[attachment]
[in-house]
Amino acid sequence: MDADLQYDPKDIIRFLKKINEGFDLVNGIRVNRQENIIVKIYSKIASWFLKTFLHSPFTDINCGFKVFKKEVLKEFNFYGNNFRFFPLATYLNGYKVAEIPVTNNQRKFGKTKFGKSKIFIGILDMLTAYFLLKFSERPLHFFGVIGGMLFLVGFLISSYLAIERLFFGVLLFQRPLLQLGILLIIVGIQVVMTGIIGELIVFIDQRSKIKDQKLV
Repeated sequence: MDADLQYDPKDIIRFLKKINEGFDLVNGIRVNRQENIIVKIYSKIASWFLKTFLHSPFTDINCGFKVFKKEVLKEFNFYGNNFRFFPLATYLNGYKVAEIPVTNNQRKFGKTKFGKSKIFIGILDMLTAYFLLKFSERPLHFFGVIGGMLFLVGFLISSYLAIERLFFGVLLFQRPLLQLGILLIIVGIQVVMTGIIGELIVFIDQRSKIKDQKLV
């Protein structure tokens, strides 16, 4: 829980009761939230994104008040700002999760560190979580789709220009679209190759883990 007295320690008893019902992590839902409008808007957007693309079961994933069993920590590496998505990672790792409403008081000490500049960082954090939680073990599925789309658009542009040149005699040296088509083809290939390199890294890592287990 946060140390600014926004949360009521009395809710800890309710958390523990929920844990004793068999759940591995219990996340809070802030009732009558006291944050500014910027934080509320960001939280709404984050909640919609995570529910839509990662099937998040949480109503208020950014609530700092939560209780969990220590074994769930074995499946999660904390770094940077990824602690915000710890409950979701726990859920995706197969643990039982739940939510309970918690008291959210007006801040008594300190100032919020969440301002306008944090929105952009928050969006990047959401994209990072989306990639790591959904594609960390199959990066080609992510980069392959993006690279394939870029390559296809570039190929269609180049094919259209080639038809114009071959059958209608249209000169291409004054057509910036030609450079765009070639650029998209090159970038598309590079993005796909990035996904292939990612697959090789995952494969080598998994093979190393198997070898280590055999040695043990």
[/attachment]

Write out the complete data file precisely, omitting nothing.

[in-house]
Amino acid sequence: MDADLQYDPKDIIRFLKKINEGFDLVNGIRVNRQENIIVKIYSKIASWFLKTFLHSPFTDINCGFKVFKKEVLKEFNFYGNNFRFFPLATYLNGYKVAEIPVTNNQRKFGKTKFGKSKIFIGILDMLTAYFLLKFSERPLHFFGVIGGMLFLVGFLISSYLAIERLFFGVLLFQRPLLQLGILLIIVGIQVVMTGIIGELIVFIDQRSKIKDQKLV
Repeated sequence: MDADLQYDPKDIIRFLKKINEGFDLVNGIRVNRQENIIVKIYSKIASWFLKTFLHSPFTDINCGFKVFKKEVLKEFNFYGNNFRFFPLATYLNGYKVAEIPVTNNQRKFGKTKFGKSKIFIGILDMLTAYFLLKFSERPLHFFGVIGGMLFLVGFLISSYLAIERLFFGVLLFQRPLLQLGILLIIVGIQVVMTGIIGELIVFIDQRSKIKDQKLV
């Protein structure tokens, strides 16, 4: 829980009761939230994104008040700002999760560190979580789709220009679209190759883990 007295320690008893019902992590839902409008808007957007693309079961994933069993920590590496998505990672790792409403008081000490500049960082954090939680073990599925789309658009542009040149005699040296088509083809290939390199890294890592287990 946060140390600014926004949360009521009395809710800890309710958390523990929920844990004793068999759940591995219990996340809070802030009732009558006291944050500014910027934080509320960001939280709404984050909640919609995570529910839509990662099937998040949480109503208020950014609530700092939560209780969990220590074994769930074995499946999660904390770094940077990824602690915000710890409950979701726990859920995706197969643990039982739940939510309970918690008291959210007006801040008594300190100032919020969440301002306008944090929105952009928050969006990047959401994209990072989306990639790591959904594609960390199959990066080609992510980069392959993006690279394939870029390559296809570039190929269609180049094919259209080639038809114009071959059958209608249209000169291409004054057509910036030609450079765009070639650029998209090159970038598309590079993005796909990035996904292939990612697959090789995952494969080598998994093979190393198997070898280590055999040695043990």